What to know about Russia, revolts and 1917
This Week, Those Books
Welcome to the third instalment of This Week, Those Books, your rundown on books new and old that resonate with the week’s news and developments. The few minutes you take to read this newsletter will make you smarter, faster…guaranteed. Here, you will find a deep dive on fiction and non-fiction about the week’s big story and/or perfect watercooler convo and dinner party small talk. (The first post on ‘dictator chic’ is here. The second post on ecocide and the late, great Cormac McCarthy is here.)
Let’s get started.
After 23 years in power, has President Vladimir Putin been fatally weakened by the 36-hour mutiny launched by former ally Yevgeny Prigozhin, boss of private military company Wagner?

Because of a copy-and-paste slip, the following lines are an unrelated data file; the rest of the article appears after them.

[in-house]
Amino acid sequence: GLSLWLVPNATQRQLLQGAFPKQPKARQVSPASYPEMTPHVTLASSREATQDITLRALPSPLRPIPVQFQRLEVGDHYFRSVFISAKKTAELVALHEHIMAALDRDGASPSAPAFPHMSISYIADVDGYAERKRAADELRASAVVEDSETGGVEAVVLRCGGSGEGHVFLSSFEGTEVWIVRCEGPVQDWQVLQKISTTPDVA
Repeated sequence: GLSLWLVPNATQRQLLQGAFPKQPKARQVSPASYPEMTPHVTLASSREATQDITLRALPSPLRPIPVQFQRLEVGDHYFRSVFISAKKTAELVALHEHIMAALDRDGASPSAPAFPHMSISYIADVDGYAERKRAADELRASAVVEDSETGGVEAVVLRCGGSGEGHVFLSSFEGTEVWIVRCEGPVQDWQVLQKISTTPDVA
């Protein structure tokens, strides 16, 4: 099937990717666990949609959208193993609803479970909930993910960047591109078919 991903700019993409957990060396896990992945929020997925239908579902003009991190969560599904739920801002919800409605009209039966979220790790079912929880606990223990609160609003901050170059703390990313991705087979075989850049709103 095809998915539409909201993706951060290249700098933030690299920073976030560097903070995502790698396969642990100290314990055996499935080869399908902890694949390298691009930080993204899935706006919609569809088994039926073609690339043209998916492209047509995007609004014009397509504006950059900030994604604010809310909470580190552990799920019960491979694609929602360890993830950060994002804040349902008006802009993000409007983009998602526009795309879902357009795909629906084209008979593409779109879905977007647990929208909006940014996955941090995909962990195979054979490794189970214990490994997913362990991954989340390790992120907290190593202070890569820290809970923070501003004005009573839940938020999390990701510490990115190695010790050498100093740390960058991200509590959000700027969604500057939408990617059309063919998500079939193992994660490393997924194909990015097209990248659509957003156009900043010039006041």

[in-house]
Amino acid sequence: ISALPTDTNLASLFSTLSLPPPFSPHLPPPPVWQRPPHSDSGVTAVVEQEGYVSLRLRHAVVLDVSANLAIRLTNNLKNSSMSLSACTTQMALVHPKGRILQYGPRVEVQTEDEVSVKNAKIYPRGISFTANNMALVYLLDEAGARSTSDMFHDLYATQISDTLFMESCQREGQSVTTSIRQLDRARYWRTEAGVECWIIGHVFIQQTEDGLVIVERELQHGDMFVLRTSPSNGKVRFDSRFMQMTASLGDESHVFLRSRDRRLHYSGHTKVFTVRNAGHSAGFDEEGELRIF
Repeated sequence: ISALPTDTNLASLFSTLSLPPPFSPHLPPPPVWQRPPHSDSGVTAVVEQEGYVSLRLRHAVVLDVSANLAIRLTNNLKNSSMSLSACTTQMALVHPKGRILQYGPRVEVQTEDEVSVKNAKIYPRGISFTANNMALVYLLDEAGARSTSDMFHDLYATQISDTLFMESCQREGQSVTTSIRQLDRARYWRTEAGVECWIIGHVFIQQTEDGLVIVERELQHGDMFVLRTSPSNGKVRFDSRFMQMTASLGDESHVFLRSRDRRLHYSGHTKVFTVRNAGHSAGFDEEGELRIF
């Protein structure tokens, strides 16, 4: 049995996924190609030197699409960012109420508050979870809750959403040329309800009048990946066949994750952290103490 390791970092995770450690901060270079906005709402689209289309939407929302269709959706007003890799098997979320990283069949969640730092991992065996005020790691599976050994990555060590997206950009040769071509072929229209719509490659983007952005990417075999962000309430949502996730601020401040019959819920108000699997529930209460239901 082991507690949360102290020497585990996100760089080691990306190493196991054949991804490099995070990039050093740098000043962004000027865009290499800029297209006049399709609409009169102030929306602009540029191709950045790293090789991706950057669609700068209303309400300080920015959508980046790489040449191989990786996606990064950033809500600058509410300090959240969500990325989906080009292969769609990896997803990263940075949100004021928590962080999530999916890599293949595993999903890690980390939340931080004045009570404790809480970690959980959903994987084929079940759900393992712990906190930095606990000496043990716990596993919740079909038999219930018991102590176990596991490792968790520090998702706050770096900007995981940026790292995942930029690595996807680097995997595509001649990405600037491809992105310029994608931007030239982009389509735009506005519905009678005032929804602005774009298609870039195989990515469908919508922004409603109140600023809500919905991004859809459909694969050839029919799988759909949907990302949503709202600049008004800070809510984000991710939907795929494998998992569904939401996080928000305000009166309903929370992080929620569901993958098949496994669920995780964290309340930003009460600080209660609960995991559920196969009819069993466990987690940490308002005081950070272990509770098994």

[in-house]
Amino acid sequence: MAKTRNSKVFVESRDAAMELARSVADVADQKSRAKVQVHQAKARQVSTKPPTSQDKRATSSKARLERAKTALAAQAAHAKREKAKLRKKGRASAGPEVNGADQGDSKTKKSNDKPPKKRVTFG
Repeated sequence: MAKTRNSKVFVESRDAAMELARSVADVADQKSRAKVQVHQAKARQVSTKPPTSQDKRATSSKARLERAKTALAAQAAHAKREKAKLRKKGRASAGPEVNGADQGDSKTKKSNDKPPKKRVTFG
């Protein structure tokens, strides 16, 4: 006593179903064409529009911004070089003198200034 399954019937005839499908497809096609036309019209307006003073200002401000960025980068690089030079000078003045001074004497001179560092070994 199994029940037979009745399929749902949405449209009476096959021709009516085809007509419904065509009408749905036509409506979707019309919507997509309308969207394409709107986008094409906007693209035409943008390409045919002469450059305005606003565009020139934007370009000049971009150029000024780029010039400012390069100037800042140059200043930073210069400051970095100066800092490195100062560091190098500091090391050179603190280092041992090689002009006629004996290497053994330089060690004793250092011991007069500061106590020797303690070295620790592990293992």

Sixteen months after its full-scale invasion of Ukraine, is nuclear-armed Russia an increasingly fragile state?
Putin himself has compared the short-lived Wagner mutiny to 1917, a significant year for Russia. In 1917, the unpopular Tsar Nicholas II abdicated — ending the Romanov dynasty’s 304-year rule — and the provisional government was forced to rely on revolutionary forces to help foil a coup. It weakened Russia’s First World War efforts, empowered the Bolsheviks and toppled the government of the day.
Fast forward to 2023…and we find an interrupted coup while the Ukraine war grinds on. Is Russia’s past fusing with its present and likely future? Read on to find out what to read for background and context as we address this and other questions.
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Dear Reader, this week reminds me of those books:
Originally published at https://rashmee.substack.com.